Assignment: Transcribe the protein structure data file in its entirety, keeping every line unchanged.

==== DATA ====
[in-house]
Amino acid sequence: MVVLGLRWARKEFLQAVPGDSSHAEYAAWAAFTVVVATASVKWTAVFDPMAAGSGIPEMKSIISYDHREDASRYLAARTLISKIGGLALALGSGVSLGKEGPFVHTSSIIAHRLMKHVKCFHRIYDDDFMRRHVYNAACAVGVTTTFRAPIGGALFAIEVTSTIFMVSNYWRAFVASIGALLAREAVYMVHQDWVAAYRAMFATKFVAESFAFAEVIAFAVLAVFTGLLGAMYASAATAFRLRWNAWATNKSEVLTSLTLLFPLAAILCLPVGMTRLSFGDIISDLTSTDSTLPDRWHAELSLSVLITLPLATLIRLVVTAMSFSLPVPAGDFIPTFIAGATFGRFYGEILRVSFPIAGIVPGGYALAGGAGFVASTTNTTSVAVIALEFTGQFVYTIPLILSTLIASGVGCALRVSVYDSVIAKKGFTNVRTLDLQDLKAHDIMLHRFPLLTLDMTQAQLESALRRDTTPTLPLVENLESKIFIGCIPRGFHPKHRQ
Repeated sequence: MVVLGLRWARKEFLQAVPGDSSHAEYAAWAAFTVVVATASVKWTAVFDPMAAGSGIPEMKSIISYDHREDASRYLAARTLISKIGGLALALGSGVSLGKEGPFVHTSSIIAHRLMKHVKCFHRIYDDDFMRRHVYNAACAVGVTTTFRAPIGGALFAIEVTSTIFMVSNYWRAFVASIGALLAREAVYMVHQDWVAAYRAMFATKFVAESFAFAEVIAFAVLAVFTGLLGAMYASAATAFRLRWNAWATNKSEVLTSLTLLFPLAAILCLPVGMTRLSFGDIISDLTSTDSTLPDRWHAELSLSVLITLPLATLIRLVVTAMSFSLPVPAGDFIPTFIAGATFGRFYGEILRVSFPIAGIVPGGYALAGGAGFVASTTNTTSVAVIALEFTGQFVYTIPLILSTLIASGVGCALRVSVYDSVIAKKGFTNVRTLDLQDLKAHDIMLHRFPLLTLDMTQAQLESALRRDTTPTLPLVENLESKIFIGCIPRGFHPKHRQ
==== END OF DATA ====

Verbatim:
[in-house]
Amino acid sequence: MVVLGLRWARKEFLQAVPGDSSHAEYAAWAAFTVVVATASVKWTAVFDPMAAGSGIPEMKSIISYDHREDASRYLAARTLISKIGGLALALGSGVSLGKEGPFVHTSSIIAHRLMKHVKCFHRIYDDDFMRRHVYNAACAVGVTTTFRAPIGGALFAIEVTSTIFMVSNYWRAFVASIGALLAREAVYMVHQDWVAAYRAMFATKFVAESFAFAEVIAFAVLAVFTGLLGAMYASAATAFRLRWNAWATNKSEVLTSLTLLFPLAAILCLPVGMTRLSFGDIISDLTSTDSTLPDRWHAELSLSVLITLPLATLIRLVVTAMSFSLPVPAGDFIPTFIAGATFGRFYGEILRVSFPIAGIVPGGYALAGGAGFVASTTNTTSVAVIALEFTGQFVYTIPLILSTLIASGVGCALRVSVYDSVIAKKGFTNVRTLDLQDLKAHDIMLHRFPLLTLDMTQAQLESALRRDTTPTLPLVENLESKIFIGCIPRGFHPKHRQ
Repeated sequence: MVVLGLRWARKEFLQAVPGDSSHAEYAAWAAFTVVVATASVKWTAVFDPMAAGSGIPEMKSIISYDHREDASRYLAARTLISKIGGLALALGSGVSLGKEGPFVHTSSIIAHRLMKHVKCFHRIYDDDFMRRHVYNAACAVGVTTTFRAPIGGALFAIEVTSTIFMVSNYWRAFVASIGALLAREAVYMVHQDWVAAYRAMFATKFVAESFAFAEVIAFAVLAVFTGLLGAMYASAATAFRLRWNAWATNKSEVLTSLTLLFPLAAILCLPVGMTRLSFGDIISDLTSTDSTLPDRWHAELSLSVLITLPLATLIRLVVTAMSFSLPVPAGDFIPTFIAGATFGRFYGEILRVSFPIAGIVPGGYALAGGAGFVASTTNTTSVAVIALEFTGQFVYTIPLILSTLIASGVGCALRVSVYDSVIAKKGFTNVRTLDLQDLKAHDIMLHRFPLLTLDMTQAQLESALRRDTTPTLPLVENLESKIFIGCIPRGFHPKHRQ